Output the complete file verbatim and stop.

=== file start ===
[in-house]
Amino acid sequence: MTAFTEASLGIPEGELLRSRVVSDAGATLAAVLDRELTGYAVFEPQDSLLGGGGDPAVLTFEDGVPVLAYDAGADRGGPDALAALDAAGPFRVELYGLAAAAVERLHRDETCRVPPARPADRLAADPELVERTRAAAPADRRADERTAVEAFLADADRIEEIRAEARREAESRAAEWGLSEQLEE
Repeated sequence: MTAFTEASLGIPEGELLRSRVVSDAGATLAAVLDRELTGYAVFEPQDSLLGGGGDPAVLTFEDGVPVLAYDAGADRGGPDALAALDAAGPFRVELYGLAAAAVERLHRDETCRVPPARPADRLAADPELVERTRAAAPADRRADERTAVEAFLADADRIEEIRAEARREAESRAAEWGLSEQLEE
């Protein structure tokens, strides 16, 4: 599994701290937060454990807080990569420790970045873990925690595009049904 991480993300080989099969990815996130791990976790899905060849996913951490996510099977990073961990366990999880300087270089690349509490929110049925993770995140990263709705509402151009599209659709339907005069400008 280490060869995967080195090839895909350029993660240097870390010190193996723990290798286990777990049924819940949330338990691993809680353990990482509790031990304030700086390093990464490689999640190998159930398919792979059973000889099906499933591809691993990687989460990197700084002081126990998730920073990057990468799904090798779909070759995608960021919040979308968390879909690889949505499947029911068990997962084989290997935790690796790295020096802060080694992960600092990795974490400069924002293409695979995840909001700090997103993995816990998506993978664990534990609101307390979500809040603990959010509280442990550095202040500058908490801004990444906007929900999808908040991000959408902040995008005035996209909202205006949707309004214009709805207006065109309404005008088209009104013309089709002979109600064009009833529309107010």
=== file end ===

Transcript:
[in-house]
Amino acid sequence: MTAFTEASLGIPEGELLRSRVVSDAGATLAAVLDRELTGYAVFEPQDSLLGGGGDPAVLTFEDGVPVLAYDAGADRGGPDALAALDAAGPFRVELYGLAAAAVERLHRDETCRVPPARPADRLAADPELVERTRAAAPADRRADERTAVEAFLADADRIEEIRAEARREAESRAAEWGLSEQLEE
Repeated sequence: MTAFTEASLGIPEGELLRSRVVSDAGATLAAVLDRELTGYAVFEPQDSLLGGGGDPAVLTFEDGVPVLAYDAGADRGGPDALAALDAAGPFRVELYGLAAAAVERLHRDETCRVPPARPADRLAADPELVERTRAAAPADRRADERTAVEAFLADADRIEEIRAEARREAESRAAEWGLSEQLEE
């Protein structure tokens, strides 16, 4: 599994701290937060454990807080990569420790970045873990925690595009049904 991480993300080989099969990815996130791990976790899905060849996913951490996510099977990073961990366990999880300087270089690349509490929110049925993770995140990263709705509402151009599209659709339907005069400008 280490060869995967080195090839895909350029993660240097870390010190193996723990290798286990777990049924819940949330338990691993809680353990990482509790031990304030700086390093990464490689999640190998159930398919792979059973000889099906499933591809691993990687989460990197700084002081126990998730920073990057990468799904090798779909070759995608960021919040979308968390879909690889949505499947029911068990997962084989290997935790690796790295020096802060080694992960600092990795974490400069924002293409695979995840909001700090997103993995816990998506993978664990534990609101307390979500809040603990959010509280442990550095202040500058908490801004990444906007929900999808908040991000959408902040995008005035996209909202205006949707309004214009709805207006065109309404005008088209009104013309089709002979109600064009009833529309107010």